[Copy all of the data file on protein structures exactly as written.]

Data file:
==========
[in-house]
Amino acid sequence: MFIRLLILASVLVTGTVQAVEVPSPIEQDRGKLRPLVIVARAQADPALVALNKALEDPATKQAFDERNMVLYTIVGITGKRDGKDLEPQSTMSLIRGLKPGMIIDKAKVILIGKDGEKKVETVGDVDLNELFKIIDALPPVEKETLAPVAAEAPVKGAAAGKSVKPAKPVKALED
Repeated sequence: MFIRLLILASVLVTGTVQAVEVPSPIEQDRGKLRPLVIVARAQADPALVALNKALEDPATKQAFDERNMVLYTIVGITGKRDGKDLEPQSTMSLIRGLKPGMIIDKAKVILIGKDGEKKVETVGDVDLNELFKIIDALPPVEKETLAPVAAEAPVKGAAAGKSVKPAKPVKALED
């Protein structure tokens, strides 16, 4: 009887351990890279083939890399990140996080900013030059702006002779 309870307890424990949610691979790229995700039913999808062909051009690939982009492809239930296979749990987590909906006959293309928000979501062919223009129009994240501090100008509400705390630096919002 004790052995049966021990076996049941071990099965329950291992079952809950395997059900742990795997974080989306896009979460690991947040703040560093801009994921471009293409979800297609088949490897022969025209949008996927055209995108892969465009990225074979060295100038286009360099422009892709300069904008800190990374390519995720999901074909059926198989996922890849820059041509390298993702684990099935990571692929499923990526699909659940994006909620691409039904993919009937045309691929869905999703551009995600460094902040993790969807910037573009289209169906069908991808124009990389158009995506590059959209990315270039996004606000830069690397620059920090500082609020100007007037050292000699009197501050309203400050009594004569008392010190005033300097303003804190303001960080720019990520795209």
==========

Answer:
[in-house]
Amino acid sequence: MFIRLLILASVLVTGTVQAVEVPSPIEQDRGKLRPLVIVARAQADPALVALNKALEDPATKQAFDERNMVLYTIVGITGKRDGKDLEPQSTMSLIRGLKPGMIIDKAKVILIGKDGEKKVETVGDVDLNELFKIIDALPPVEKETLAPVAAEAPVKGAAAGKSVKPAKPVKALED
Repeated sequence: MFIRLLILASVLVTGTVQAVEVPSPIEQDRGKLRPLVIVARAQADPALVALNKALEDPATKQAFDERNMVLYTIVGITGKRDGKDLEPQSTMSLIRGLKPGMIIDKAKVILIGKDGEKKVETVGDVDLNELFKIIDALPPVEKETLAPVAAEAPVKGAAAGKSVKPAKPVKALED
């Protein structure tokens, strides 16, 4: 009887351990890279083939890399990140996080900013030059702006002779 309870307890424990949610691979790229995700039913999808062909051009690939982009492809239930296979749990987590909906006959293309928000979501062919223009129009994240501090100008509400705390630096919002 004790052995049966021990076996049941071990099965329950291992079952809950395997059900742990795997974080989306896009979460690991947040703040560093801009994921471009293409979800297609088949490897022969025209949008996927055209995108892969465009990225074979060295100038286009360099422009892709300069904008800190990374390519995720999901074909059926198989996922890849820059041509390298993702684990099935990571692929499923990526699909659940994006909620691409039904993919009937045309691929869905999703551009995600460094902040993790969807910037573009289209169906069908991808124009990389158009995506590059959209990315270039996004606000830069690397620059920090500082609020100007007037050292000699009197501050309203400050009594004569008392010190005033300097303003804190303001960080720019990520795209």